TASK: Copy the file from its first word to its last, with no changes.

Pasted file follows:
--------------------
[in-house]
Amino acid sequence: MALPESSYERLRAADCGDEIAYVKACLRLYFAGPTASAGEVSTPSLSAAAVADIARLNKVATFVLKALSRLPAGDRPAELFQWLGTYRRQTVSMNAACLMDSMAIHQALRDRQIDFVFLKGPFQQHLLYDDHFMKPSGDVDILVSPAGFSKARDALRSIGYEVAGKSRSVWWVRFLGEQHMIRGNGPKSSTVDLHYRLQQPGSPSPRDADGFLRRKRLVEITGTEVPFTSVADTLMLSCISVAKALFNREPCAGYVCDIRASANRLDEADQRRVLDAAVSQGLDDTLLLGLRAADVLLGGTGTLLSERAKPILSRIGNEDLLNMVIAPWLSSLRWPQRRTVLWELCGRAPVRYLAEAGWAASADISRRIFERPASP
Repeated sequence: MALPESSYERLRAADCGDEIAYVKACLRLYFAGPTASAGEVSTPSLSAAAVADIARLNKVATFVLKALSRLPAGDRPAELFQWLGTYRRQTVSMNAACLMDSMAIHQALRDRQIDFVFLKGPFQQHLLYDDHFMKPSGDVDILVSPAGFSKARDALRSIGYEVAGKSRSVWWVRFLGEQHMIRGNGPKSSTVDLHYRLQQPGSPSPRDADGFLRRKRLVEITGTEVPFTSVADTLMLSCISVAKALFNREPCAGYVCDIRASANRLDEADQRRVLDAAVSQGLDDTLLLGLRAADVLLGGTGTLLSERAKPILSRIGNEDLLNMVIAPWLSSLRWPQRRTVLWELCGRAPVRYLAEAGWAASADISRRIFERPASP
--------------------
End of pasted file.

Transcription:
[in-house]
Amino acid sequence: MALPESSYERLRAADCGDEIAYVKACLRLYFAGPTASAGEVSTPSLSAAAVADIARLNKVATFVLKALSRLPAGDRPAELFQWLGTYRRQTVSMNAACLMDSMAIHQALRDRQIDFVFLKGPFQQHLLYDDHFMKPSGDVDILVSPAGFSKARDALRSIGYEVAGKSRSVWWVRFLGEQHMIRGNGPKSSTVDLHYRLQQPGSPSPRDADGFLRRKRLVEITGTEVPFTSVADTLMLSCISVAKALFNREPCAGYVCDIRASANRLDEADQRRVLDAAVSQGLDDTLLLGLRAADVLLGGTGTLLSERAKPILSRIGNEDLLNMVIAPWLSSLRWPQRRTVLWELCGRAPVRYLAEAGWAASADISRRIFERPASP
Repeated sequence: MALPESSYERLRAADCGDEIAYVKACLRLYFAGPTASAGEVSTPSLSAAAVADIARLNKVATFVLKALSRLPAGDRPAELFQWLGTYRRQTVSMNAACLMDSMAIHQALRDRQIDFVFLKGPFQQHLLYDDHFMKPSGDVDILVSPAGFSKARDALRSIGYEVAGKSRSVWWVRFLGEQHMIRGNGPKSSTVDLHYRLQQPGSPSPRDADGFLRRKRLVEITGTEVPFTSVADTLMLSCISVAKALFNREPCAGYVCDIRASANRLDEADQRRVLDAAVSQGLDDTLLLGLRAADVLLGGTGTLLSERAKPILSRIGNEDLLNMVIAPWLSSLRWPQRRTVLWELCGRAPVRYLAEAGWAASADISRRIFERPASP